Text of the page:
Rock Mines

Underground Quarries

rock mine (n) A mine worked for rock of some kind, or excavated in massive rock; (English regional) ✝a salt mine (obsolete). Origin: Mid 17th century; earliest use found in Gerard Boate (1604–1650), physician and natural historian.

This category of subterranea is a little strange, as there is no good word for this kind of caverns. So as we do not have a name, the heading is rather descriptive, and not really the term to name this kind of caverns. The term rock mine is already defined (see above) but it does not exactly represent, what we mean. So we try to explain which kind of subterranea is meant.

Mines are normally producing valuable precious or semi-precious minerals, ores or coal. Limestone, marble, granite and other rocks are in general quarried, which means an open cast mine. It is really uncommon to mine these rocks underground, as underground mining is difficult and expensive. Normally those rock are not valuable enough to mine them underground and still make profit.

Under certain circumstances, in areas which do not allow open cast quarrying, rather worthless limestone or sandstone is mined underground. Most of the underground quarries are historical, as transport then also used to be complex and expensive. As a result it was cheaper to extract the rocks locally in an expensive way than to transport them over long distances. This changed with railroads, modern roads and lorries. Nowadays, stones are traded on the world market and often come from low-wage countries. Exceptions are stones of exceptional quality or reputation, such as Carrara marble. The people working in these underground quarries were called stone-hewers, stone cutters or quarrymen, not miners. The rocks that most often led to underground mining are:

  1. Stones for sculptures, especially marble
  2. Building stones, especially certain sandstones and certain limestones
  3. Various aggregates for industry, such as lime, barite, fluorspar.
  4. Millstones, mainly made of basalt or certain quartzites.
  5. Roofing slate, because the slate cracks on the surface and only the one mined underground is waterproof. deals with underground sights, quarries are usually not included. Underground quarries are a different story, some of them have huge underground cavities. The mine itself is quite unspectacular, just huge chambers, but those huge spaces were used for something completely different afterwards, which makes them interesting. And as a result we see such rock mines as subterranea, not as mines, as the reason for listing them is generally the later use.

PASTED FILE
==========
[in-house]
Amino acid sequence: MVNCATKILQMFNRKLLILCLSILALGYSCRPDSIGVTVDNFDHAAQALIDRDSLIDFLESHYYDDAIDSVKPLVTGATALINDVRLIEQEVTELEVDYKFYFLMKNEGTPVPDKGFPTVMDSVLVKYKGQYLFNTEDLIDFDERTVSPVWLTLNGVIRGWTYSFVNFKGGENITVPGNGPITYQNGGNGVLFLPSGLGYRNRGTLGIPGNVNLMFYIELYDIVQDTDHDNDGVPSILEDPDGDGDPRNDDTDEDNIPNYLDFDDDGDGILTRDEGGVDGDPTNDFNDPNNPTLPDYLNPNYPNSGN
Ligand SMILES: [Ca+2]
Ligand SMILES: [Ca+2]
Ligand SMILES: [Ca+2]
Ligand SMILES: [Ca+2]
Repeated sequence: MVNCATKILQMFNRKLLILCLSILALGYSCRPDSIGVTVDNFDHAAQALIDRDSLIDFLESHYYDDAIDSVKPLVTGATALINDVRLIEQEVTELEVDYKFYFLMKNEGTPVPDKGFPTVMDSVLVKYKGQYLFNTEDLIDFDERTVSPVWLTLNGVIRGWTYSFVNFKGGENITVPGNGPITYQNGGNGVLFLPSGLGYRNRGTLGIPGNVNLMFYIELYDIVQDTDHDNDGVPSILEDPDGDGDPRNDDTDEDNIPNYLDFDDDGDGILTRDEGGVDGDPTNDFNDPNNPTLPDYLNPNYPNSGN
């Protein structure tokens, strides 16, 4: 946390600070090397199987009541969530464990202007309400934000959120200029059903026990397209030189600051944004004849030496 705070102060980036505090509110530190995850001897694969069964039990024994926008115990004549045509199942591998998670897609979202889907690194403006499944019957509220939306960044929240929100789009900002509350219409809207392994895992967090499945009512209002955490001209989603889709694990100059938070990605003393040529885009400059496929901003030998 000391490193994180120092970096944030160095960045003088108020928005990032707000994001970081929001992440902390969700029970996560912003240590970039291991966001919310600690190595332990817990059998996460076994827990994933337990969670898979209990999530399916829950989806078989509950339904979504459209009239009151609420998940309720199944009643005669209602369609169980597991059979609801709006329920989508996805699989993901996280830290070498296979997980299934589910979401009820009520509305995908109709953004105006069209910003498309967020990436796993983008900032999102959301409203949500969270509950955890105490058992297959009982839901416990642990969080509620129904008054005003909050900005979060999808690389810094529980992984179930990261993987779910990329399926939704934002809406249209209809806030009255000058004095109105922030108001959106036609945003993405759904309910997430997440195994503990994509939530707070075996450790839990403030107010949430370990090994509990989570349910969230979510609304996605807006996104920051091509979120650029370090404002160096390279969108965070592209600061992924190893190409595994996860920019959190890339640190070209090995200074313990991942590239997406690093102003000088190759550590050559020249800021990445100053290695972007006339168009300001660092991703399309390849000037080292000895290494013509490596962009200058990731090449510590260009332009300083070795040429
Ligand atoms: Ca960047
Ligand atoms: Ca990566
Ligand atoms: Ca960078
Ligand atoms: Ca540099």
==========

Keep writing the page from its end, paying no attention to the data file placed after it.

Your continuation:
Underground quarries, although much rarer than mines or surface quarries, are nevertheless very numerous. Exceptionally many of them are in fact tourist attractions, but usually not as underground quarries. The special thing about quarried stones is their low value, which usually means that large quantities are mined. This creates huge cavities, often many hundreds of metres long and wide, with a multitude of pillars supporting the ceiling. These huge voids often undergo alternative uses. Here are a few common after-uses.

Many of these uses have their own category in Subterranea. Not all were originally an underground quarry. But in this form of after-use we always give both categories, the underground quarry and the after-use. It is obvious that the quarrying created the cavities and the after-use usually modifies them rather slightly.

The term Rock Mine is easy to understand, so we use it throughout We listed them under subterranea, as it is not really a mine. And those objects are often called caves, which is completely wrong because caves are natural voids. Of course, we cannot change the names of sites, but we nevertheless list them as subterranea, even if they are named cave.


  • Pavol Rybár, Pavel Hronček, Lucia Domaracká, Dana Tometzová, Miloš Jesenský (2017): Underground quarries their possible use for mining tourism purposes – Slovak perspectives on the example of the underground stone quarry of Veľká Stráň Acta Geoturistica. 8. researchgate DOI